One of the ironies of the academic tendency to constantly renovate old disciplines is that yesterday’s modernists become today’s “Whatever became of?” question.
In one of the better attended panel discussions, the MLA’s panel on academic boycott of Israeli universities was contentious and one-sided.
David Yaffe of Syracuse University headlined a sparsely-attended (eight people) panel discussion on “The Seventies in Black and White: A Soundtrack.“ Yaffe said that he and singer/songwriter Joni Mitchell “smoked a joint together” when he was interviewing her.
He felt that he was “the Rip Van Winkle of the sustainability group” at the MLA and mentioned that twenty years ago, this was an issue at the MLA’s annual convention.
What do Diane Ravitch and the TEA party have in common?
To commemorate the liberal Modern Language Association (MLA) conference, here is a summary in the form of 13 tweets! Enjoy! 1. The elevators took too long to get people places! Even if stairs are within…
The panel, titled “MOOCs, Boutique Subjects, and Marginal Approaches,” featured five college professors who expressed fear for the future of their humanities departments and courses because of the introduction of MOOCs, mostly from a feminist perspective.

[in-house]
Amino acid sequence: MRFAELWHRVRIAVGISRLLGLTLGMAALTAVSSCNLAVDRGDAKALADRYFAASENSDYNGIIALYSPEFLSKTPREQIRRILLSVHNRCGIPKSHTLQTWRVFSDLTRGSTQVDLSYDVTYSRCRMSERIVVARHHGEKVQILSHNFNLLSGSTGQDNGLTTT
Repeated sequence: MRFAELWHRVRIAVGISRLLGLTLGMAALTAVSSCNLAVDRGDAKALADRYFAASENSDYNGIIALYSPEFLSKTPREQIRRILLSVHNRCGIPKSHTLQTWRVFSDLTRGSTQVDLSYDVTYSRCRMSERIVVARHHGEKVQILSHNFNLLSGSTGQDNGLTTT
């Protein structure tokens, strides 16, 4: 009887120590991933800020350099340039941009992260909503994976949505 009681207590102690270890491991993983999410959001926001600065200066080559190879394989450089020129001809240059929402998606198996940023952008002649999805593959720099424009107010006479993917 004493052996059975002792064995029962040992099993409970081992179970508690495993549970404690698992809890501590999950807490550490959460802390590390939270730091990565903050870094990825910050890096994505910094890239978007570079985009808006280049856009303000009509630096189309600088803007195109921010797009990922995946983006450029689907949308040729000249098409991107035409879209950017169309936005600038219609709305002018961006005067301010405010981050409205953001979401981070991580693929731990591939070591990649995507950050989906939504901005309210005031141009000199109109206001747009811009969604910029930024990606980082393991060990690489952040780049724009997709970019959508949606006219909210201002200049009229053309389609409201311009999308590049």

When asked whether the college system was broken and what factors contributed to both programs and pay getting cut by their colleges, several professors reacted with strong opinions.
At the MLA session, “Online Innovations: From Distance Learning to MOOC Madness,” professors from Carnegie Mellon, Rochester and Utah addressed a myriad of concerns about MOOCs.
Gerald Graff, a professor at the University of Illinois-Chicago, presented a defense of Common Core after author and educator Diane Ravitch strongly criticized the federal education curriculum.